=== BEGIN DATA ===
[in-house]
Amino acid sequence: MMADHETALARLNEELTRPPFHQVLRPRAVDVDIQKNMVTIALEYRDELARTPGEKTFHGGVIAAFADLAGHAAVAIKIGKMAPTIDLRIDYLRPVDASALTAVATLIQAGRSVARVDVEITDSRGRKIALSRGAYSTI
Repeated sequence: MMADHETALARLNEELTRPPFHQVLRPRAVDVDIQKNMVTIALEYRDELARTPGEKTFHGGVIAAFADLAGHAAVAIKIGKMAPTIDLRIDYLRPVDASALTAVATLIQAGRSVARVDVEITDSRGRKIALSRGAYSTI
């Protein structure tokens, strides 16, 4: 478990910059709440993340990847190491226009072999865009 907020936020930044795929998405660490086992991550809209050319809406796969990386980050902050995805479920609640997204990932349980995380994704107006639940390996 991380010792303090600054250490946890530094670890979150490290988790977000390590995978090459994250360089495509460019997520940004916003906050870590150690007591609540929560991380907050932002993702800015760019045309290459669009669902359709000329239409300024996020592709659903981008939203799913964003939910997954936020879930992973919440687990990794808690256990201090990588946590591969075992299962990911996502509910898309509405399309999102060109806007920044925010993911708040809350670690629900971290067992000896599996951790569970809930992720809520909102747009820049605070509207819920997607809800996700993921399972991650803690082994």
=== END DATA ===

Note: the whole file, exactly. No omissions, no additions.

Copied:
[in-house]
Amino acid sequence: MMADHETALARLNEELTRPPFHQVLRPRAVDVDIQKNMVTIALEYRDELARTPGEKTFHGGVIAAFADLAGHAAVAIKIGKMAPTIDLRIDYLRPVDASALTAVATLIQAGRSVARVDVEITDSRGRKIALSRGAYSTI
Repeated sequence: MMADHETALARLNEELTRPPFHQVLRPRAVDVDIQKNMVTIALEYRDELARTPGEKTFHGGVIAAFADLAGHAAVAIKIGKMAPTIDLRIDYLRPVDASALTAVATLIQAGRSVARVDVEITDSRGRKIALSRGAYSTI
């Protein structure tokens, strides 16, 4: 478990910059709440993340990847190491226009072999865009 907020936020930044795929998405660490086992991550809209050319809406796969990386980050902050995805479920609640997204990932349980995380994704107006639940390996 991380010792303090600054250490946890530094670890979150490290988790977000390590995978090459994250360089495509460019997520940004916003906050870590150690007591609540929560991380907050932002993702800015760019045309290459669009669902359709000329239409300024996020592709659903981008939203799913964003939910997954936020879930992973919440687990990794808690256990201090990588946590591969075992299962990911996502509910898309509405399309999102060109806007920044925010993911708040809350670690629900971290067992000896599996951790569970809930992720809520909102747009820049605070509207819920997607809800996700993921399972991650803690082994």